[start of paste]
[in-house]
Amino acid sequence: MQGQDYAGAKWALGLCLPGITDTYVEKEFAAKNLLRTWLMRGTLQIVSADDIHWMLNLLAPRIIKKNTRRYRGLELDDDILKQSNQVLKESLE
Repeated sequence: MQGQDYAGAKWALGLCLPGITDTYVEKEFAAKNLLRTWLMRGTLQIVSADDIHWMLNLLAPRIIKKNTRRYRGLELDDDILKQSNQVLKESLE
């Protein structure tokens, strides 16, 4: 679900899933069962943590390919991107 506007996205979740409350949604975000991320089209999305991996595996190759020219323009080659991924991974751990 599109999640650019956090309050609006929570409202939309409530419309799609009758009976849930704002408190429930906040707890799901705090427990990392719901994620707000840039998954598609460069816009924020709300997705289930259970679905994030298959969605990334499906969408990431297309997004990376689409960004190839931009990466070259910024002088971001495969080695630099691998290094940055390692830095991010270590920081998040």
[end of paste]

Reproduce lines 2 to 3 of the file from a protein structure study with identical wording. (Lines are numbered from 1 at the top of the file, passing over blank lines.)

Amino acid sequence: MQGQDYAGAKWALGLCLPGITDTYVEKEFAAKNLLRTWLMRGTLQIVSADDIHWMLNLLAPRIIKKNTRRYRGLELDDDILKQSNQVLKESLE
Repeated sequence: MQGQDYAGAKWALGLCLPGITDTYVEKEFAAKNLLRTWLMRGTLQIVSADDIHWMLNLLAPRIIKKNTRRYRGLELDDDILKQSNQVLKESLE